Come July 2017, desert spirit's fire the blog will celebrate 15 years online; no surprise that over time this blog has changed. Starting out I posted mostly content I'd saved from online discussions; soon after that book reviews. Along the way I began other blogs: art/design; preservation project—about our built urban environment; Arizona travel; music; more theology. I've kept them all but publicly list only this blog and the four somewhat active ones on my sidebar. While still in Former City I began trying to write more openly about concerns in my own life; since relocating to Current City I've done some lifestyle posts and updated blog description to • Theology • Ecology • Liturgy • Life. However, the "life" stuff often retains a theological focus, whether it's my own testimony or more scripturally reflective.
Yes, let's get alone! A well-known ecclesiastical slogan or tagline reminds us:
In Essentials Unity, In Non-Essentials Liberty, In All Things Charity
I researched and discovered it came from "German Lutheran theologian of the early seventeenth century, Rupertus Meldenius ... [from a] ... tract on Christian unity written circa 1627 during the Thirty Years War (1618–1648)." You might appreciate the article I found on the Ligonier site. Nineteenth century church historian Philip Schaff called this concept "the watchword of Christian peacemakers." Can we make it a watchword for our families, our political exchanges, civic activities? Church conversations? The English language love-word charity derives from the Greek word for grace! Christians often remind each other that God's love is agape love, but even more so, how divinely-sourced is our behavior and attitude when it originates from the Divine impulse freely to grace all creation?
Some of the design freebies I get every week from creative market are useful for client projects, but many are so clearly in the style of that artist-designer I hesitate to use them anywhere, even though I have a legal license to do so. I got the tropical bouquet in my header image during 2016; it hints that we can look to a garden in bloom, an arrangement of colors, sizes, and shapes of flowers; fresh salad assembled from a dozen varied yet compatible ingredients as getting-along examples. Flowers, fruits, birds, mammals, and vegetation also remind us that certain geographical locations simply cannot support growing the same goods from the ground that others do. We can make an analogy to individuals or communities with particular needs or backgrounds that may do best with a style of government others might not prefer; some people might require interventions and help from government with some basic needs.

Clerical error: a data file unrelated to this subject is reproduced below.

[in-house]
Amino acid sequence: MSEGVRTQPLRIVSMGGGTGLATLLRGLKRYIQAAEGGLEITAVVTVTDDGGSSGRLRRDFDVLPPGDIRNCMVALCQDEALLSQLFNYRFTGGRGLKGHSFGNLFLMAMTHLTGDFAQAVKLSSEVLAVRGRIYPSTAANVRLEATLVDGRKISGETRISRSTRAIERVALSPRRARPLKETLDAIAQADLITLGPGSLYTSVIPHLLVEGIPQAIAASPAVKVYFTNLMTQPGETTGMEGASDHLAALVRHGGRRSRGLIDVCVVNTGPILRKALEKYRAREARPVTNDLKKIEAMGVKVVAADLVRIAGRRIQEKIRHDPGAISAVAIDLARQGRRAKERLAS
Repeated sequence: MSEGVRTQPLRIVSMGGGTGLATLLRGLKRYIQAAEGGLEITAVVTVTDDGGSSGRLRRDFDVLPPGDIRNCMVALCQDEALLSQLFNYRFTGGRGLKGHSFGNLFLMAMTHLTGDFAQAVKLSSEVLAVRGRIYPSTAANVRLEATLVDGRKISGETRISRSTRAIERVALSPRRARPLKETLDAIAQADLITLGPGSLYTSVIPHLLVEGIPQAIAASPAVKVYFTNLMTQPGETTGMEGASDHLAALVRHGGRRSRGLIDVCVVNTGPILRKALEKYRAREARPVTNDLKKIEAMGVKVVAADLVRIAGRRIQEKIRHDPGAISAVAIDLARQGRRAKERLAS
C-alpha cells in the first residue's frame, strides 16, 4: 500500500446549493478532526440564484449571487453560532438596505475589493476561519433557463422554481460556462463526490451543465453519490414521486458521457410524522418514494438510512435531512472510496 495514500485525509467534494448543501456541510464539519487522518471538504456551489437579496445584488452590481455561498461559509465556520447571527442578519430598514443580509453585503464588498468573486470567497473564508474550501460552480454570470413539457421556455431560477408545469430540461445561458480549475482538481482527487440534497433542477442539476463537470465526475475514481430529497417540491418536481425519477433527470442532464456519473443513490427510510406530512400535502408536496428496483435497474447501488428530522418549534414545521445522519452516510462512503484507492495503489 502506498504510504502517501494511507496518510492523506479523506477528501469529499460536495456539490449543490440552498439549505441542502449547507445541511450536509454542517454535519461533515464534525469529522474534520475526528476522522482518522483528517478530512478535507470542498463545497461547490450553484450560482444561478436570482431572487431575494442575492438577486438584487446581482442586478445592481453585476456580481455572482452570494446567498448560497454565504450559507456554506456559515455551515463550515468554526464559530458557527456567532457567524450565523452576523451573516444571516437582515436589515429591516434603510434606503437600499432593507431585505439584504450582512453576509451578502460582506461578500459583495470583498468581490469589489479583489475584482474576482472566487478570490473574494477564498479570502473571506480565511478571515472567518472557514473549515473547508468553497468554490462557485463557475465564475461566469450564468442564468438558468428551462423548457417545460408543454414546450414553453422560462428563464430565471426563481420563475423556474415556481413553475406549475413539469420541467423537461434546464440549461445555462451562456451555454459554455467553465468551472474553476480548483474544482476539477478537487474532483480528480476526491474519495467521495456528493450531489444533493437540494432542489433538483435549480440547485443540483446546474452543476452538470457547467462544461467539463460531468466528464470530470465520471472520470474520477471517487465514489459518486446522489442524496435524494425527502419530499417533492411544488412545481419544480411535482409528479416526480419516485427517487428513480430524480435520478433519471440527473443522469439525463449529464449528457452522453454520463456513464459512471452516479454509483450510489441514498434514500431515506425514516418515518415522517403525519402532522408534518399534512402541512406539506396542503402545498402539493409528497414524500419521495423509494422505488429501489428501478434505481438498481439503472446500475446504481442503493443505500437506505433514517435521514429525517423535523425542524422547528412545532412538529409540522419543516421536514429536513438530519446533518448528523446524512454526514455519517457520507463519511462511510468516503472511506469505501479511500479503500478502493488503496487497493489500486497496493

During the sixteenth century no social media circled cyberspace connecting people and ideas, but in terms only of the continental European Reformation, printed material got around town and between cities at a rapid rate, connecting people, connecting ideas, inciting excitement! People cared intensely about church, about God, about doctrine and salvation to such an extent some Christians cast aspersions on other Christians by issuing anathemas and condemnations! This year as we celebrate #Reformation500 and #Luther500 (Katie Luther is my #homegirl) with a true sense of the liberty (or freedom—sometimes a slight difference in connotation), most followers of Christ rejoice and commend rather than condemn denominational and theological distinctives that make the Church of Jesus Christ much richer than it otherwise would be. Certain emphases and styles appeal to people's unique personalities and perspectives. Over the past four decades, historically unprecedented agreement and unity on essentials, across-the-board agreement to have liberty in non-essentials, an astonishing grace-motivated charity has gone down among churches of the protestant mainline that in this country have been in earnest dialogue for over four decades, and even between some Protestant traditions and the Roman Catholic Church. They say religion and politics are the two topics to avoid in civil conversation, but if churches can do it, how about politicians? To be human is to be political, to care about how structure and decisions, leaders and possibilities affect me and my family, my neighborhood and my friends.
God became incarnate in Jesus of Nazareth amidst a particular culture – you could call it a lifestyle – in measurable geography and history; his daily human life wore and carried the signs and marks of where, when, and how he lived. Besides embodying Jesus Christ, church traditions also reflect and sometimes rock the time and place of their origin. You still can recognize the nineteenth century American frontier in denominations such as Christian Church-Disciples of Christ and Latter-day Saints that came out of nineteenth century Restoration movements. One can find congregations in the Reformed tradition that allow only psalms as hymnody; architecture and appointments of worship spaces designed by Lutherans of Scandinavian heritage usually are plain, clean, and spare; Roman Catholics of Italian and Latin heritage tend toward the ornate. You get the idea!
Haven't you found starting at the micro level between individuals, telling your stories to each other, works best? Talk to each other! Tell your own stories and your family's stories; listen to mine. Let's get along! You may find out your neighbor voted for the other candidate because of neighbor's experience and needs. You still may prefer your candidate or your way of assembling a salad or arranging flowers, but with charitable grace, you still can agree to disagree.